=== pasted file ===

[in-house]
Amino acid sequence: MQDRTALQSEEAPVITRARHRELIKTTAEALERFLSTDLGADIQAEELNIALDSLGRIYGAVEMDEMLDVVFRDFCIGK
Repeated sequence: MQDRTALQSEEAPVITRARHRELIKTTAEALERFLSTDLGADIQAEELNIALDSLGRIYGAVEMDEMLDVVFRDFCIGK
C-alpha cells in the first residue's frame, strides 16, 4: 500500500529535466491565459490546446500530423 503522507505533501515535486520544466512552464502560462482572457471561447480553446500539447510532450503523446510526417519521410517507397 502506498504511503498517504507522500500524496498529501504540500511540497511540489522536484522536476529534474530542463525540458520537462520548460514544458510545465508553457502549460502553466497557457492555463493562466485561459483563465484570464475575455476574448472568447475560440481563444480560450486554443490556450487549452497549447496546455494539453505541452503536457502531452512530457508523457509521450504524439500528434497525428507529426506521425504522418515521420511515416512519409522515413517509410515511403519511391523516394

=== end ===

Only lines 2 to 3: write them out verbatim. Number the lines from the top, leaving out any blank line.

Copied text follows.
Amino acid sequence: MQDRTALQSEEAPVITRARHRELIKTTAEALERFLSTDLGADIQAEELNIALDSLGRIYGAVEMDEMLDVVFRDFCIGK
Repeated sequence: MQDRTALQSEEAPVITRARHRELIKTTAEALERFLSTDLGADIQAEELNIALDSLGRIYGAVEMDEMLDVVFRDFCIGK